“The tragedy is that there was a real opportunity for a new form of politics, with a fresh start for Wales.
“There was quite an invigorating feeling as we were preparing the document, with the sense that we were on the threshold of a new beginning.”
The Lib Dems changed their minds a few days later but Rhodri Morgan had by then been reappointed First Minister –and was willing to discuss a coalition with Plaid Cymru.
Ieuan Wyn Jones became Deputy First Minister and so led Plaid into government, achieving power 82 years after it was founded.
He had finally escaped the shadow of Dafydd Wigley, Gwynfor Evans and the rest.
Success in achieving office notably boosted his confidence, he gave what was probably his best ever speech when the referendum on the Assembly’s law-making powers was won in March.
Today he claimed that as well as the referendum victory, he was responsible for; “transforming the Welsh government’s relationship with business and investing in improved transport links across the nation”.
He added: “The government I was a member of invested in the foundation phase and maintained our hospital services across Wales by reversing the cuts proposed by the previous Labour government.
“I am also extremely proud of the fact that the Welsh language has been given official status, and the role of Welsh medium education has been strengthened.
“Plaid also ensured that we had a strong, stable and progressive government and that, in no small measure gave the people of Wales a reason to vote a resounding ‘yes’ in the referendum”.
Nevertheless he was still seen as weak by many in Labour and Peter Hain set the tone for Labour’s election campaign by attacking the Plaid Cymru leader’s competence as a minister.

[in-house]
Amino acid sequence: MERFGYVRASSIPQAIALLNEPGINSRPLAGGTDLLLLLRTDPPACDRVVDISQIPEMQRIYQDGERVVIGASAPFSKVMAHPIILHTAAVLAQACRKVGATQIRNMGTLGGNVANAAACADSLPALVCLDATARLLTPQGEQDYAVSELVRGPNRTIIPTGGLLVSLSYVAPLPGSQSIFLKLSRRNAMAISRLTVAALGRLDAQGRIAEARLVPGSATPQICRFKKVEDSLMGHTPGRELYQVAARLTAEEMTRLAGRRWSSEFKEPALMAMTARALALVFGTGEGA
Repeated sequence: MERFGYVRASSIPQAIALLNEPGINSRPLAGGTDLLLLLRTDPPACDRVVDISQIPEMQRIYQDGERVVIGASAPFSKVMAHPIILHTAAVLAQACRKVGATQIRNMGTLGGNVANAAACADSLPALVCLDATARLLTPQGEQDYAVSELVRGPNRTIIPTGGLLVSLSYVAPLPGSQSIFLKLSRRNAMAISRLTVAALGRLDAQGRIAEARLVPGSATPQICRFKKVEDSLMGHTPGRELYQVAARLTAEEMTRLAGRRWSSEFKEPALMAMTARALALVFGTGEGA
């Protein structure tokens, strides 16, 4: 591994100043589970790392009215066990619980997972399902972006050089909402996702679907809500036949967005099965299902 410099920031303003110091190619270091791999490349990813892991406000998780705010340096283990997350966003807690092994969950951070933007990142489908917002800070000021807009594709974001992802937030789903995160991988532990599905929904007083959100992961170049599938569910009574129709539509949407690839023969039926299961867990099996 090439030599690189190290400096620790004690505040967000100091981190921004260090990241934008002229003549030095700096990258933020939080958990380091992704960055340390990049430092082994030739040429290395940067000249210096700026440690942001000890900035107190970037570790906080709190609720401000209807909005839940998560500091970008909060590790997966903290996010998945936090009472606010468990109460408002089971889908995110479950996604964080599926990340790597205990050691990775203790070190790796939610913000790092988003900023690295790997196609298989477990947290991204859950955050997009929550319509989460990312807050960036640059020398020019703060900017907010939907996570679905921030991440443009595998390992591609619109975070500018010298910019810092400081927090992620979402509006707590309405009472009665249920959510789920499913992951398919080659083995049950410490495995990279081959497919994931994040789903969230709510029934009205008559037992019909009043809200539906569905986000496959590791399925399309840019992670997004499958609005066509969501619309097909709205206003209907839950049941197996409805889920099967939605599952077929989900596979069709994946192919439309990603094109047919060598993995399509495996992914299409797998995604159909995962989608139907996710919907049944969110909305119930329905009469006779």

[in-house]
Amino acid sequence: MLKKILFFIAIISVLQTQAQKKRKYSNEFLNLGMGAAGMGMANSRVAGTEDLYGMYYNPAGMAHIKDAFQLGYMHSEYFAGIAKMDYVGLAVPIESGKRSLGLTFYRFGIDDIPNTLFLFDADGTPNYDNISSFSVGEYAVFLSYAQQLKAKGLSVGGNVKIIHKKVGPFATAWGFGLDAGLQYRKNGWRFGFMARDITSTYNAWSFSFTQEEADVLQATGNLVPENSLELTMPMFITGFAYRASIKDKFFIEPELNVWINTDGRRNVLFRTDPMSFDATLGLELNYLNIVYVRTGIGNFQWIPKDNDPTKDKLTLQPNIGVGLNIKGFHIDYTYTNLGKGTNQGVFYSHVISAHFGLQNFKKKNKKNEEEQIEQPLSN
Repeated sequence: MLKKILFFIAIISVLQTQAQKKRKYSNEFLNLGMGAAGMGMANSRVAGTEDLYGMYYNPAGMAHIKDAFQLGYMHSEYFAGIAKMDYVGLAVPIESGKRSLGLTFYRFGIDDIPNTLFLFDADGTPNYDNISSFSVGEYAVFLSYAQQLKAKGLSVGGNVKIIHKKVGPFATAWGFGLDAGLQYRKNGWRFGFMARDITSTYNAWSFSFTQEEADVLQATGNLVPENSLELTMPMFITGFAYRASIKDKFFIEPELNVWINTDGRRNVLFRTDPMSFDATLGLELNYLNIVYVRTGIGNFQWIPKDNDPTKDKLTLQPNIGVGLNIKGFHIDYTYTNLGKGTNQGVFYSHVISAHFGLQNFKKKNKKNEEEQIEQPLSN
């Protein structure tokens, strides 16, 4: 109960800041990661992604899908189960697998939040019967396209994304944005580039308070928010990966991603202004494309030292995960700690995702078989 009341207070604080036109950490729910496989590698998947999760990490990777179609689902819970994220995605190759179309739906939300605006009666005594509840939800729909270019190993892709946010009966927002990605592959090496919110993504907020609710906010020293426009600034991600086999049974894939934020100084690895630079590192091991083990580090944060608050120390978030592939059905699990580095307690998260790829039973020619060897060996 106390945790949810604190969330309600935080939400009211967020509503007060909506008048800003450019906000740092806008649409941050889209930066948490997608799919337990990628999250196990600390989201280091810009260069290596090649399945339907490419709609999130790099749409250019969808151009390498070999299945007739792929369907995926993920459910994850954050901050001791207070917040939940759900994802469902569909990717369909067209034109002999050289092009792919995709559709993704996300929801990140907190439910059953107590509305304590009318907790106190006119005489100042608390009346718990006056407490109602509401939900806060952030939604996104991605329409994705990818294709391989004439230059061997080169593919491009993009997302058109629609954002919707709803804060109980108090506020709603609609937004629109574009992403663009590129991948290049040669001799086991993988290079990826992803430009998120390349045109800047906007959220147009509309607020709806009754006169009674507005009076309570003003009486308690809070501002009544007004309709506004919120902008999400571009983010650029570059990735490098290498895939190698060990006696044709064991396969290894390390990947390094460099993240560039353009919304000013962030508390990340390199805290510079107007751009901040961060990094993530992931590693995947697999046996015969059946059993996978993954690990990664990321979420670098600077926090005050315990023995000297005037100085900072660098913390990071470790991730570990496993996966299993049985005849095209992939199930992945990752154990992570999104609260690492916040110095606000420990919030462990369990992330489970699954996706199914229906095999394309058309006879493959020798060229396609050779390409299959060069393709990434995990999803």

Ieuan Wyn Jones claimed –as he had to- that he was running for First Minister in the 2011 Assembly election. But he knew he would either end his career with another term as deputy or else leave office for good.
Today he admitted that he never intended to lead Plaid Cymru into the 2016 election:
“It had always been my intention to step down as party leader sometime during the course of this Assembly, whatever the result of the election.
“The time is now right for me to make that clear and to say that I will be standing down as leader sometime within the first half of this Assembly term.
“I am equally clear that an immediate leadership election would not serve the party’s best interests given the need for the review which needs to take place.
“I will need to discuss with colleagues and the wider party the appropriate time for a leadership election to take place within the timeframe I have announced. There also needs to be sufficient time for a new Leader to establish him/herself well before 2016”.
However, I understand that he wants to step down sooner rather than later, although he has not forced the timetable by resigning at once.
We can expect that when Plaid Cymru’s National Executive holds a joint meeting with the party’s AMs and MPs tomorrow, they will want to get a new leader in place before they have to decide how to react if Labour seeks a formal arrangement with another party, possibly even another coalition partner.
That could mean a new leader this autumn, certainly by this time next year.